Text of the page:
Sailor Moon Museum exhibit?

When I first found this article was so excited. 😀 I Don’t know a single 90’s kid that wasn’t influence by some sort of anime in some way or another and if you weren’t then what’s wrong with you. But as a nerd I’m super, extra, excited to see an exhibit like this but the historian and museum student in me is iffy about the significance of an exhibit like this. Granted it’s a great way to boast visitor numbers and get people interested in museums but at what cost? Museums are suppose to be places of higher learning available to the public. As much as I find this interesting this is just another example of museums becoming catering more to tourism and the public rather than education. But I’d like to think that maybe something good can come out of an exhibit like this and hopefully visitors can gain something meaningful besides a pretty Sailor Moon souvenir. Who knows maybe one day someone will make a superhero museum.

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5 thoughts on “Sailor Moon Museum exhibit?

  1. The Sailor Moon exhibit will be in the Mori Art Museum (actually on top of it), and as anime is one of Japan’s major art forms, and is a huge part of pop culture globally, why wouldn’t it make sense from an art or material culture standpoint to have this exhibit? In comparison, would an exhibit at an American art museum showing a collection of Disney art through the decades be just for tourists or would their be real value?

    Are museums supposed to only be places of higher learning? Is their purpose only education or can they be places for inspiration and conversation? And if you hold that education is indeed the only purpose… then couldn’t the Sailor Moon exhibit, chronicling changes over time in graphic art styles, or impact on Japanese culture and economy, be more than just a gimmick to get visitors or sale trinkets? At the very least, collections can teach us about ourselves even if all we learned is that we do or do not like what is on display. They can teach us about those who curated them (why were these objects chosen; why were these groups of objects placed together?) They can capture a moment in time, compare one moment with another, and they can just be beautiful, or moving, or thought provoking. Our job isn’t to always give the people what we think is important… but sometimes to give them what THEY think is important.

    Superhero museum? Imagine what that could say about American culture, and American history (almost 80 years of historical context hidden between the pages of comic books… Superman debuted in 1938). What I wouldn’t give to be part of that.

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  2. While in Seattle over Thanksgiving, I visited the EMP Museum, which is a music, pop-culture, and sci-fi museum in downtown. One of their traveling exhibits was originally from Japan and was on the history of Hello Kitty. I didn’t spend much time in it, because I don’t have much knowledge of Hello Kitty (nor do I have much knowledge of Sailor Moon or anime). But it was a very impressive exhibit that drew a large crowd, and was put in a museum whose mission fit perfectly with the theme of this exhibit. As Marick noted, this Sailor Moon exhibit is in the Mori Art Museum, which is in the Mori Tower that also includes office space, retail stores, and tourist attractions. It seems to be a fairly progressive museum with many different styles of art on display. It definitely depends on the location, but I think this exhibit makes absolute sense in this museum and in Tokyo. I wonder if it will come to the EMP Museum as well!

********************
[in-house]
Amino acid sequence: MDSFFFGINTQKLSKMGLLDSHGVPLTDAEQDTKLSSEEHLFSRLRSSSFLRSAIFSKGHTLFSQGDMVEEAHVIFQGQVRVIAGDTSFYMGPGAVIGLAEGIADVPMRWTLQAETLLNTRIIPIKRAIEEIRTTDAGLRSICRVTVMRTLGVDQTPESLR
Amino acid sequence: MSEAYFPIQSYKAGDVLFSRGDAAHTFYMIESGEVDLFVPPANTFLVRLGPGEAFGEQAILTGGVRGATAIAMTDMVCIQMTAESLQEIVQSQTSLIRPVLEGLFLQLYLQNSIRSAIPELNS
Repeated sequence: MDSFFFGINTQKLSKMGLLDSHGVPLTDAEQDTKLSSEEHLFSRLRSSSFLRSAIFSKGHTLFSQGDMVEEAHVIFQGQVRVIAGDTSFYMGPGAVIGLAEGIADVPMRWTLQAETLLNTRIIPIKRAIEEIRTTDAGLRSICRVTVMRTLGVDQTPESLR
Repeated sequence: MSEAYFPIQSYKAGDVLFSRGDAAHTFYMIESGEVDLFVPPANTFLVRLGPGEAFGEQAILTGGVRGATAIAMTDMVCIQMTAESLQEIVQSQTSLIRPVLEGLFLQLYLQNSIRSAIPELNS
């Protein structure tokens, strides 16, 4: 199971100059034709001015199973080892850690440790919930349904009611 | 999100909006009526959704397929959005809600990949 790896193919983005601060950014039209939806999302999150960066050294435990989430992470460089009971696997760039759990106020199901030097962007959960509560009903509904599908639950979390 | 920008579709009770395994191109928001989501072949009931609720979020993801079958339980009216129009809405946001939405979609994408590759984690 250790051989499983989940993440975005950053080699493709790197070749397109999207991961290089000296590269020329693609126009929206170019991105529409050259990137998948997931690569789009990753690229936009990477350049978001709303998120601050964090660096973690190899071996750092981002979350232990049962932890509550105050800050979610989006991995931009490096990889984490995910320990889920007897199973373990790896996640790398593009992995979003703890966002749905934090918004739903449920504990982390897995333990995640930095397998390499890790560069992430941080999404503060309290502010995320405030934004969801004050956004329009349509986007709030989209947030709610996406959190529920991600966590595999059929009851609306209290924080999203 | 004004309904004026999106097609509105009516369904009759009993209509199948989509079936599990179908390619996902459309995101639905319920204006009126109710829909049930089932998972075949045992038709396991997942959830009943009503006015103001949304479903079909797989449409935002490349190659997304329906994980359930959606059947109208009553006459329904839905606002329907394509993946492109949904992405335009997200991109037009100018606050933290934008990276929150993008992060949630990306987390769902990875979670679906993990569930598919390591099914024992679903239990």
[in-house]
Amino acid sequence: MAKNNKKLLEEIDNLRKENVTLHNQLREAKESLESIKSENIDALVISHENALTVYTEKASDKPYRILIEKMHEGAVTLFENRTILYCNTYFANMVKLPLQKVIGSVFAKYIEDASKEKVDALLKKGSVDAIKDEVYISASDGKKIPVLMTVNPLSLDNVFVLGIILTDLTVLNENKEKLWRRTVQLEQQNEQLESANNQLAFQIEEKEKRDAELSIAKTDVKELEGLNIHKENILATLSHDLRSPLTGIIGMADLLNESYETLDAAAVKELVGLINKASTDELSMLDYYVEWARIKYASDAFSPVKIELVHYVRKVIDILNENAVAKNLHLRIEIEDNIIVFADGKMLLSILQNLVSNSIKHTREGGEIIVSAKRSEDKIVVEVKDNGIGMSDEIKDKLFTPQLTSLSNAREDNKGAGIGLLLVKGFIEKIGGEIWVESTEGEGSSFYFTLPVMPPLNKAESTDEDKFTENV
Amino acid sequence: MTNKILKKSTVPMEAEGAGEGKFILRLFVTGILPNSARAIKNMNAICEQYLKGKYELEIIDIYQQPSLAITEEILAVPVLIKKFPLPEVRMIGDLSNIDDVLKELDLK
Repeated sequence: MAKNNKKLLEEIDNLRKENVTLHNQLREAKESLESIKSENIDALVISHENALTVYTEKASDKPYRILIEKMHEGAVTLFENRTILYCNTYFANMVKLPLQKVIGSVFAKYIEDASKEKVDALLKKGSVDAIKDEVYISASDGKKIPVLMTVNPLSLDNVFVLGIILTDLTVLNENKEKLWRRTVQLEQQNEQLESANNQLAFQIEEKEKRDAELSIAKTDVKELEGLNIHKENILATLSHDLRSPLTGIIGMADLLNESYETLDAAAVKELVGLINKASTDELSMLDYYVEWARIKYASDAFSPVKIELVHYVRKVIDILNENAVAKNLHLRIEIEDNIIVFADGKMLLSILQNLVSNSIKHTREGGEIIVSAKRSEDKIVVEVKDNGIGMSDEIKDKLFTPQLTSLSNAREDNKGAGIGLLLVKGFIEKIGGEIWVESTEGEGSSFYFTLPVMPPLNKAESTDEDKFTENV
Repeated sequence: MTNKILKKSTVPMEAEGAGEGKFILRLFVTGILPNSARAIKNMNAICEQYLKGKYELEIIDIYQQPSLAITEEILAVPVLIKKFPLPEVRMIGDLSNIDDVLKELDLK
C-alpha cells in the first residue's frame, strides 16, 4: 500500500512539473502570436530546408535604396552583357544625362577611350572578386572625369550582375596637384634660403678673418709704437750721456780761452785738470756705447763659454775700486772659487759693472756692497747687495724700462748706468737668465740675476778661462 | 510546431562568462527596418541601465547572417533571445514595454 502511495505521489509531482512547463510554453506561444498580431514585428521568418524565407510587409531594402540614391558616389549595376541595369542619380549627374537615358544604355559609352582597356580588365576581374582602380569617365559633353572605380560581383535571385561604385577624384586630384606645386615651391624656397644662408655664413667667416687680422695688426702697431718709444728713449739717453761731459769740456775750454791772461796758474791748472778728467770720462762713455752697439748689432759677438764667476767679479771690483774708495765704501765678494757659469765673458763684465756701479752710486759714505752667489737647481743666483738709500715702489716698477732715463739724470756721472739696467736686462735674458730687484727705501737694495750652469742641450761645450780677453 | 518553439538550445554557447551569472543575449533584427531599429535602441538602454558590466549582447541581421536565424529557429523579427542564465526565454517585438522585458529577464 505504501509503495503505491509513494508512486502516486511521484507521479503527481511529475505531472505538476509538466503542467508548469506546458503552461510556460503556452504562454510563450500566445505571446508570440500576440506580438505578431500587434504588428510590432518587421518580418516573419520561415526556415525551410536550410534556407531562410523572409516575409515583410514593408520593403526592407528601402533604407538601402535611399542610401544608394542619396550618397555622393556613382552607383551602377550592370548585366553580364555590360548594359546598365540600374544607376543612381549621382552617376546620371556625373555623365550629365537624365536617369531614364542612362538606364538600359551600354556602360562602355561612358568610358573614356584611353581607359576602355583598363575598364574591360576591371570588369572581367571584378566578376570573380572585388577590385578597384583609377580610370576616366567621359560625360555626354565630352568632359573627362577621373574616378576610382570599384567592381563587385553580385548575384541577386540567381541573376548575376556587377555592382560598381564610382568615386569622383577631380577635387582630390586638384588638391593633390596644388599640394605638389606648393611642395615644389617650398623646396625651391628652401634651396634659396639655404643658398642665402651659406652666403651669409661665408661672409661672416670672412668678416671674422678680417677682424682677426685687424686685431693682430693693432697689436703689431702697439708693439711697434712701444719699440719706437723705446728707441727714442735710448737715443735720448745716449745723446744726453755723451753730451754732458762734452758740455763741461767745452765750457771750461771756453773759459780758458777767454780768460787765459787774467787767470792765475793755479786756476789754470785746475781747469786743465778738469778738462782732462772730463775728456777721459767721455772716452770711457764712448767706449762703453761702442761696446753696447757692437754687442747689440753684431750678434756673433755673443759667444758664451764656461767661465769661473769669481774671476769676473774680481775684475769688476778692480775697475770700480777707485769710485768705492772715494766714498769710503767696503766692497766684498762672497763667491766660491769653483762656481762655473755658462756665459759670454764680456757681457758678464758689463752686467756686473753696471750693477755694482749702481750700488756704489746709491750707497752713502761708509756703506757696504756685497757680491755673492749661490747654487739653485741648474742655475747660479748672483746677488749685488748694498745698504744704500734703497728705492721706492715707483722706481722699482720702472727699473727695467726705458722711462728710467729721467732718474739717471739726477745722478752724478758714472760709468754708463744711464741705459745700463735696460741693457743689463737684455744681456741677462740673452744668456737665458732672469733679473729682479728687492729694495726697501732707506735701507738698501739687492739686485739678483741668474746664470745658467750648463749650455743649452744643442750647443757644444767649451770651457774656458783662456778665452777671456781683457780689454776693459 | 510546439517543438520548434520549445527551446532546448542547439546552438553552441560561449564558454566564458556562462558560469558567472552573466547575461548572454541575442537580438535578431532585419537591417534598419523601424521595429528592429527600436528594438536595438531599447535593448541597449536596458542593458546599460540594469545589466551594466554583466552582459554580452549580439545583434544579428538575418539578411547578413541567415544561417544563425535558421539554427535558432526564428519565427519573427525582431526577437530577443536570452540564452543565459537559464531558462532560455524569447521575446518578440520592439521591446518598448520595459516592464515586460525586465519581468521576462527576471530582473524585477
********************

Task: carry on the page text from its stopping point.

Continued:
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  3. I understand that museums are considered to be a places for higher learning but that does not mean that cannot be a place for luxury. I think that museums could walk the fine line of being a luxuries and higher learning center for the visitors. I personal think that having an exhibit on anime would be an awesome idea for several reasons. Also I think if the museum could show the history of Japanese anime and its impact on American culture its shows the ability of teaching which would connect to the exhibit being a tool of luxury. That’s my thought on the entire thing.

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  4. I think that Pop Culture is a great way to get people through the doors of a museum. People can come for something cute and interesting and see something else while they are there. FYI – the Greensboro Children’s Museum is busy working on their PEZ collection (which I may or may not be loaning items to).

    Marick – I would gladly work at the Superhero Museum with you!

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  5. And there is a superhero museum: http://hallofheroesmuseum.com/about/

    …as well as both a cat museum, and a PEZ museum in San Francisco; a lunch box museum in Atlanta; and in Minneapolis you can stop by the SPAM museum for a tasty (???) treat and a history lesson on SPAM’s role in World War II. In Alaska go see the hammer museum… Ohio has a popcorn museum… and there’s a UFO museum in where else but Roswell, NM.

    I think we have a very debatable issue here with excellent points of view on both sides. What is a museum? If I have a collection of whatevers and put them in a venue and say it’s a museum… is it a museum? If 99% of the nation thinks it’s trash, and 1% thinks the museum validates what they think is important… then is it a museum or a tourist destination?

    All of the skills we are acquiring could be used in jobs at the Smithsonian, or the NC Museum of History. The same skills would be required in… yes… the Trash Museum in Hartford CT to make it a successful and educational source on how humans have dealt with one of the real consequences of existence. One man’s trash is another man’s treasure…where do we draw the line?

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